The scientists liken it to 'singing', but to our ears the creepy dirge of Antarctic ice shelf vibrations sounds more like the sinister score of a horror movie.
Researchers on Antarctica's Ross Ice Shelf have recorded the slow seismic hum generated by wind forces whipping across the ice sheet's frozen landscape.
The frequency detected is far too low for the human ear to hear naturally, but when it's sped up some 1,200 times, what emerges is an eerie soundtrack of restlessness hidden within the bleak polar isolation.
"It's kind of like you're blowing a flute, constantly, on the ice shelf," says geophysicist and mathematician Julien Chaput from Colorado State University.
Once it's rendered audible, here's what the creepy vibration phenomenon sounds like:
Of course, Chaput and his team weren't originally setting out to make the soundtrack to a horror movie.
The purpose of their research was to learn more about the physical properties of the Ross Ice Shelf, Antarctica's (and the world's) largest floating slab of ice, which is roughly the size of Spain.
To better understand the forces at work, Chaput and fellow researchers buried 34 seismic sensors under the deep snow layer that sits atop the Ross Ice Shelf's underlying ice.
These seismic sensors monitored the ice shelf's structure from late 2014 to early 2017, and when the team analysed the data, they realised this snowy cover – known as the firn layer, which insulates the ice below – undergoes constant movement from exposure to the wind above.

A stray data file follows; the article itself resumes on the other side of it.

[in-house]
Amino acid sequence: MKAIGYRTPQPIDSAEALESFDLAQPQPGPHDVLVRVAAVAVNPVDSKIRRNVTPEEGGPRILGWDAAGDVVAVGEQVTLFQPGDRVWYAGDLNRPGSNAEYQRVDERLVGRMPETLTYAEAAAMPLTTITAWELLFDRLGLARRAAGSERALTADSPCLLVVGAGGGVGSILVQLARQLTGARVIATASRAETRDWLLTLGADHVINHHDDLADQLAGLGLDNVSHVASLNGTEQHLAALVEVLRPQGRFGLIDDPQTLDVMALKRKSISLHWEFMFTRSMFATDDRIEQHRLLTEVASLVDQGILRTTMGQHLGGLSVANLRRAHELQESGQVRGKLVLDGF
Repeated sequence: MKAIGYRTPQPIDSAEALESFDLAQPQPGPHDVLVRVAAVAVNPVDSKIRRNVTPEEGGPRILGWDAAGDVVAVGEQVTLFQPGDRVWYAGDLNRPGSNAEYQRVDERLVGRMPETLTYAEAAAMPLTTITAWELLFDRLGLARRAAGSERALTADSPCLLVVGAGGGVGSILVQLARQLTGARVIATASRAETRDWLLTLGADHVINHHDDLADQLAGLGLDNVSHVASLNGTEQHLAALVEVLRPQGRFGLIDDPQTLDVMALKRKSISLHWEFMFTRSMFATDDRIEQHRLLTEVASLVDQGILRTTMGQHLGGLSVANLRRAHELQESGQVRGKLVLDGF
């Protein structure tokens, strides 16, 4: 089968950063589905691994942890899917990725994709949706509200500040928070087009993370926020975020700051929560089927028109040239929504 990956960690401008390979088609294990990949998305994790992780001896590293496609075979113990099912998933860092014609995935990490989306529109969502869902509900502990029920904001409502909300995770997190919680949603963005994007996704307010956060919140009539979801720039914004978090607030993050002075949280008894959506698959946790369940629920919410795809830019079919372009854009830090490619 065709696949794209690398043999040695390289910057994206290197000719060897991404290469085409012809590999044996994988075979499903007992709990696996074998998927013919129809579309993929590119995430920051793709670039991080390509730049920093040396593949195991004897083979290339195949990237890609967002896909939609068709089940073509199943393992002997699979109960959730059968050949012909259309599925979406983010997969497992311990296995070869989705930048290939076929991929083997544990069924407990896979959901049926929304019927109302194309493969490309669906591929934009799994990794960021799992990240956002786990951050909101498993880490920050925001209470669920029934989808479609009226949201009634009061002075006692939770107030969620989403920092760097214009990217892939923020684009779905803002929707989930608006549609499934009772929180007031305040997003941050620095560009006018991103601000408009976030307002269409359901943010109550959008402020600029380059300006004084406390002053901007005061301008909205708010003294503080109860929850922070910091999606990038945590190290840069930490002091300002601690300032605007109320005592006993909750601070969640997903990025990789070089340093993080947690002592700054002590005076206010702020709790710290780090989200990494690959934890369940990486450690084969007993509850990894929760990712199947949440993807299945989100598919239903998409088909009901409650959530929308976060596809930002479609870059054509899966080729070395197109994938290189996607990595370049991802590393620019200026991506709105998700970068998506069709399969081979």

"We discovered that the shelf nearly continuously sings at frequencies of five or more cycles per second," the authors explain, "excited by local and regional winds blowing across its snow dune‐like topography."
According to the researchers, variations in wind strength (due to things like storms) and changes in air temperatures can both impact the snow layer, and in so doing affect the pitch of the seismic hum detected.
"Either you change the velocity of the snow by heating or cooling it, or you change where you blow on the flute, by adding or destroying dunes," Chaput explains.
"And that's essentially the two forcing effects we can observe."
Studying how these vibrations behave and evolve over time could help us learn more about how ice sheets are responding to a world that's getting too hot too fast, researchers think.
"Like the thick, hairy hide of the woolly mammoth, the upper skin of the Antarctic ice sheet … is the most important protection from the ravages of a warming climate," writes glaciologist Douglas MacAyeal, who wasn't involved with the study, but has authored a commentary on it.
"What should concern geoscientists most about Antarctica's protective skin of firn is whether, and how, it will be breached by surface melting and meltwater percolation processes in the coming century."
That's a point Chaput agrees with.
"Melting of the firn is broadly considered one of the most important factors in the destabilisation of an ice shelf," he told Gizmodo, "which then accelerates the streaming of ice into the ocean from abutting ice sheets."
It's a crucial time for this kind of research, as the ice in polar regions undergoes massive shifts glaciologists are struggling to keep track of.
Basically, another song nobody wants to hear.
The findings are reported in Geophysical Research Letters.